The Rise of Nationalism, The Demise of Races

Nationalism, nativism and populism are on the rise across Europe and beyond. Some like it, some don’t but put your take on this aside for a moment if possible because there’s sporting connection to it. Or at least there used to be. Many bike races have a long history of nationalist association, whether as expressions of patriotism or symbolic illustrations of occupying the terrain. Will today’s politics bring new bike races.

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Roger Walkowiak Obituary

Roger Walkowiak

Roger Walkowiak has died aged 89. “Winning à la Walkowiak” is a term used today for an easy win or an unexpected triumph. It’s used in cycling and beyond, a French politician can get elected à la Walko too. Walkowiak felt wronged by this label, his triumph in the 1956 Tour de France was mocked and this turned into a sadness that weighed on him for years.

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Lucien Blyau Obituary

Lucien Blyau

Lucien Blyau has died on his 91st birthday. He was one of the characters of the Tour de France and beyond, a dedicated supporter and quencher of thirst.

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Mont Ventoux’s Summit Fever

A recent geographical survey says Mont Ventoux is not as high as previously thought. The road at the top is lower than 1900m despite signs proclaiming it sits at 1911m. It’s tempting to imagine Mont Ventoux collapsing under the weight of clichés piled on every time the Tour de France visits. It’s telling that if nobody can agree the height then there’s space on the mountain for dreams, mysteries and more. No other venue seems to capture the imagination.

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Raiders Of The Lost Art

Christophe Agnolutto

The Tour de France returns to Limoges today and the city has a small niche in the race’s history as the last place where a long distance solo breakaway triumphed, 16 years ago with the victory of Christophe Agnolutto.

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The Eternal Myth of Raymond Poulidor

Raymond PoulidorRaymond Poulidor is 80 today. The perpetual underdog, he was a rider who finished second so often that he won fame and fortune for losing, earning him two nicknames: the “Eternal Second” and the affectionate “Poupou”.

But the more I read about him, the more he seems to be a misunderstood rider whose myths and simple labels mask the truth of an efficient and calculating rider with a vain streak too.

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The Sanremo Paradox

Greg Van Avermaet attacks on the Poggio as the others watch, including eventual race winner John Degenkolb. The photo doesn’t do the action justice because if you’ve been watching on TV this is a moment of almost unbearable tension.

Milan-Sanremo is the longest race on the pro calendar yet it’s so often dependent on events in the last five minutes.

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A La Walkowiak

Roger Walkowiak

They stole my Tour, they’re bastards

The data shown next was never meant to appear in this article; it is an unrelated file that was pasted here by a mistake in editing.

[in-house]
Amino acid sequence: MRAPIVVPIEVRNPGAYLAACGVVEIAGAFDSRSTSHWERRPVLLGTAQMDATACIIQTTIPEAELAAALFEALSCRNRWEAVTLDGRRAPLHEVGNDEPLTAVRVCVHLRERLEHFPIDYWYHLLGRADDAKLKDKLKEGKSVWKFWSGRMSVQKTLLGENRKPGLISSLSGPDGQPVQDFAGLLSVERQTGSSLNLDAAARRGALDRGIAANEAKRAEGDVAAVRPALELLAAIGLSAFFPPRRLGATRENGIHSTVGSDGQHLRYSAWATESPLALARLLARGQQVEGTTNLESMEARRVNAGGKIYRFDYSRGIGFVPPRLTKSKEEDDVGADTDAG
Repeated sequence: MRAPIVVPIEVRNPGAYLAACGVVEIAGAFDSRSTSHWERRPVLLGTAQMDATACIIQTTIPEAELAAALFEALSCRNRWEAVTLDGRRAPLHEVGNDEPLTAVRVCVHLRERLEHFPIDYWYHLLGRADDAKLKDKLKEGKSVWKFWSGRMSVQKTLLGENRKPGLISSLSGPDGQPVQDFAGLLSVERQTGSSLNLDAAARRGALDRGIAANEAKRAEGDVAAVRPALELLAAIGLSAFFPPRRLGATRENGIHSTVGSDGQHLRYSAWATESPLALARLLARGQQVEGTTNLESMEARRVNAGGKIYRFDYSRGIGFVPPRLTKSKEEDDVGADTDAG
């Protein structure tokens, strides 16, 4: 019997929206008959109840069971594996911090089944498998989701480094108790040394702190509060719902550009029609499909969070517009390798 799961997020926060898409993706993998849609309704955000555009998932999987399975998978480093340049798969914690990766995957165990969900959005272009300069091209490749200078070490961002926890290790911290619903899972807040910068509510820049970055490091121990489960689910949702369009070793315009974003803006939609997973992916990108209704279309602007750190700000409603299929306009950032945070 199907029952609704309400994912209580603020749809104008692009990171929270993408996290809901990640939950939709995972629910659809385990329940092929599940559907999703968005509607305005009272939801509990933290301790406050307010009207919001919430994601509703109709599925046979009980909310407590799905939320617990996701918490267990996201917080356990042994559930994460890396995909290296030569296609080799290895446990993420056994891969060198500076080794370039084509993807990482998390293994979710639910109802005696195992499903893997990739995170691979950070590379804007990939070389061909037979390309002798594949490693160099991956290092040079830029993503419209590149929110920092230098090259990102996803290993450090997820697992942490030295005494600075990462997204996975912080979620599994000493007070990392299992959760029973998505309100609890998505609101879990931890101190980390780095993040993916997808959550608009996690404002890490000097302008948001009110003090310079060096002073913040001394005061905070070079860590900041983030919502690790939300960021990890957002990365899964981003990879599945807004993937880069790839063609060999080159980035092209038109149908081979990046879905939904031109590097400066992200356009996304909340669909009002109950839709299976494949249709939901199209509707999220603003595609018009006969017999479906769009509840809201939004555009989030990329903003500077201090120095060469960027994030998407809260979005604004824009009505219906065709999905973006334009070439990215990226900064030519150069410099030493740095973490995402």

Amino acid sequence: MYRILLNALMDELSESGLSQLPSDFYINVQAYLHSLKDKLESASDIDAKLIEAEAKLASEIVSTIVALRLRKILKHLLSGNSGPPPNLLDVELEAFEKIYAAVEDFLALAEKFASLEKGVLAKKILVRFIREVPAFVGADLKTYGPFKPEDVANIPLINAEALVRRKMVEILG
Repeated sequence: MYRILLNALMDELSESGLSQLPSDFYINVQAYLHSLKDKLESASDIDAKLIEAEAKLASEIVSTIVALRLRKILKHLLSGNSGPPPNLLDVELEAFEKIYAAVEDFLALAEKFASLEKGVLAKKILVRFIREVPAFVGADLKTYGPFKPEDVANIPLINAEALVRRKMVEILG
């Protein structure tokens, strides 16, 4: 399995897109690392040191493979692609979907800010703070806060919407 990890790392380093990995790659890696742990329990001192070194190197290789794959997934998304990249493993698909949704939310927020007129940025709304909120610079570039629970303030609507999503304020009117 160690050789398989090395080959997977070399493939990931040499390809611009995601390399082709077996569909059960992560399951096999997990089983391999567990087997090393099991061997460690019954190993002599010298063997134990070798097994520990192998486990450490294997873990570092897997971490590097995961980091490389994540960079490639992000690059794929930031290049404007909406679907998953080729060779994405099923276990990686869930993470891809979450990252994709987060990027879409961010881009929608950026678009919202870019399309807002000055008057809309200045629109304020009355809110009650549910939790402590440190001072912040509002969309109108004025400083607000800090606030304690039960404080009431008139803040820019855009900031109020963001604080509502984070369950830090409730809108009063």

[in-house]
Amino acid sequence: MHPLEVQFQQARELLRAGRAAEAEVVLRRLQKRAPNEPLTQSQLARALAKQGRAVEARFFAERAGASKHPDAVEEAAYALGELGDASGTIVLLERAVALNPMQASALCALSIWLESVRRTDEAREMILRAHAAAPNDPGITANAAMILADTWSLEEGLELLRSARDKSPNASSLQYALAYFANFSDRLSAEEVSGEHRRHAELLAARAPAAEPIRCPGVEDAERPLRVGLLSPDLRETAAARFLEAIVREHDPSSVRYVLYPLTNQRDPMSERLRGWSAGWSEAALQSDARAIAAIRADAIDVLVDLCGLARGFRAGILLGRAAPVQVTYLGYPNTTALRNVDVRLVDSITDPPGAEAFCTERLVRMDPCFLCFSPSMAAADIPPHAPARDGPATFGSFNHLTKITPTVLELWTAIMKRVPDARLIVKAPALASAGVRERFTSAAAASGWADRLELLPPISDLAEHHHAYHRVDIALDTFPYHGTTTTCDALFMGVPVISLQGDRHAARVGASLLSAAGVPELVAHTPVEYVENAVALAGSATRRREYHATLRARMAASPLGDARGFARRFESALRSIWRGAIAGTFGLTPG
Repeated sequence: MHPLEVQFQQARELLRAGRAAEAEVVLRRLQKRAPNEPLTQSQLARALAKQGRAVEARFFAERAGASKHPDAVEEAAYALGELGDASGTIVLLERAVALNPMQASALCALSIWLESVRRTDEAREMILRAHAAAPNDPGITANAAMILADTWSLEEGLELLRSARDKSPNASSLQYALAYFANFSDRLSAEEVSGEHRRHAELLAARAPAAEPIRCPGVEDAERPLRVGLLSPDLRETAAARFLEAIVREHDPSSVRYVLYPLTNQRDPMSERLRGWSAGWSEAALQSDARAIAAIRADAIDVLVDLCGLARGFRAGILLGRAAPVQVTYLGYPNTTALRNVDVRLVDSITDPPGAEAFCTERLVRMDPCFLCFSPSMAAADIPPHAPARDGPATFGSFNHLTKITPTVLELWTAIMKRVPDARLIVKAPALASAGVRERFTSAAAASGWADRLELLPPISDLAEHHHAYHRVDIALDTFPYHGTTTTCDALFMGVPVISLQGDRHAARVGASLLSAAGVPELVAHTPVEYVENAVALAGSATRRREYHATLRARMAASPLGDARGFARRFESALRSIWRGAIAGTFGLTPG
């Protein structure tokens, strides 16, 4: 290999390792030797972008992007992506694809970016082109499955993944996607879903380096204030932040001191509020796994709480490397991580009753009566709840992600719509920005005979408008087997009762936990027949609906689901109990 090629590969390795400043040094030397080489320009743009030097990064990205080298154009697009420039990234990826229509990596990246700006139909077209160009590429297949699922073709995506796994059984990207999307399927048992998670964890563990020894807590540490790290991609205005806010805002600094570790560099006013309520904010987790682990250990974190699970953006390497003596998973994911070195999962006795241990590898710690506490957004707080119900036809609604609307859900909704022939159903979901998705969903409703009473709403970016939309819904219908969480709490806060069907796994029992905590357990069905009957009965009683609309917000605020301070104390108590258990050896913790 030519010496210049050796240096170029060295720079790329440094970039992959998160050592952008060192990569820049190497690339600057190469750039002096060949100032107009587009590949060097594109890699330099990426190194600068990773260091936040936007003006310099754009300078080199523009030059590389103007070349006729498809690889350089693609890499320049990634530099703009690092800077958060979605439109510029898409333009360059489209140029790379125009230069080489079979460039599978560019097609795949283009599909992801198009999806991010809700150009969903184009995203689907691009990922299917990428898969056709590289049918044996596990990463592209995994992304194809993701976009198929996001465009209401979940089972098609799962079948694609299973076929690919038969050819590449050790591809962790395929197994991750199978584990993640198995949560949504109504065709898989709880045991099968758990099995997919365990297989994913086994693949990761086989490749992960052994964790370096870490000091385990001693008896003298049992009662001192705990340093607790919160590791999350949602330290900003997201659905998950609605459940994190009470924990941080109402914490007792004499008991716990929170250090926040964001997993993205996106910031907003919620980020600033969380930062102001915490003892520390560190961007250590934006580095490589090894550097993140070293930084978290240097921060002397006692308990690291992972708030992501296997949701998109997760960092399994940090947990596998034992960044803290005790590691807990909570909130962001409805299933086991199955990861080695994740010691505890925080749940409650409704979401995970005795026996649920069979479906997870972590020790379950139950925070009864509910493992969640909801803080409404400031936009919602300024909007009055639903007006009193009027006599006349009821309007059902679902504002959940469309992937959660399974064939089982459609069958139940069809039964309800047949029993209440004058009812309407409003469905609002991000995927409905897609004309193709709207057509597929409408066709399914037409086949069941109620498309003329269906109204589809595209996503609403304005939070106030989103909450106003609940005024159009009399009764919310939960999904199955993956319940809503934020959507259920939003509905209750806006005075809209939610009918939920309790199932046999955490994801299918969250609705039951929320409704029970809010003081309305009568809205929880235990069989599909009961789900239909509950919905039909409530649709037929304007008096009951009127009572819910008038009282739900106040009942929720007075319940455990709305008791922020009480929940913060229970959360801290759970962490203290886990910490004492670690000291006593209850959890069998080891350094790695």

That’s 1956 Tour de France winner Roger Walkowiak talking about the Parisian newspapers who criticised him for winning the race. To this day “winning à la Walkowiak” is a term used for an easy or an unexpected win, often in cycling but sometimes beyond, a French politician can triumph à la Walko too. With Paris-Nice passing by the city of Montluçon today, birthplace of Walkowiak, it’s a good day to correct this phrase. What if à la Walko really meant to take an impressive win at the end of a great race?

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The Rowdy Crowd

Dutch Corner Alpe d'Huez

Much was made last summer of the hostile reception given to Chris Froome as he rode around France with reports of urine being thrown at him and Richie Porte saying he was punched as he climbed to La Pierre St Martin. Readers even emailed in to ask if the Tour de France is safe to visit (of course it is). In fact hostility from the crowd, or at least a few morons along the way, has long been part of the sport. Gino Bartali got lynched and Jacques Anquetil even named a boat after the jeering crowds.

A few incidents might still shock but the wonder is why an event that passes 12 million people with barely a barrier, tape or fence between athletes and spectators doesn’t see more trouble.

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What Would Desgrange Do?

Cycling has to change. Too many races resemble each other and don’t attract the audiences they did 20 years ago. The economic model isn’t strong enough. Teams and races are struggling. We need change.

This could be a synthesis of Oleg Tinkov’s pinot noir induced Twitter rants but it could also sum up the state of cycling over a century ago. The Tour de France was born out of desperation, the mother of all newspaper promotion stunts and the event launched by Henri Desgrange in 1903 has become the greatest asset in pro cycling. Why? Because it makes people dream.

If you’ve got the post-Tour blues, it’s normal. July is what we want cycling to be, a summer party with the best riders and saturation coverage. August reminds us what pro cycling really is, with small races, patchy coverage and the white noise of scandal and bickering over money.

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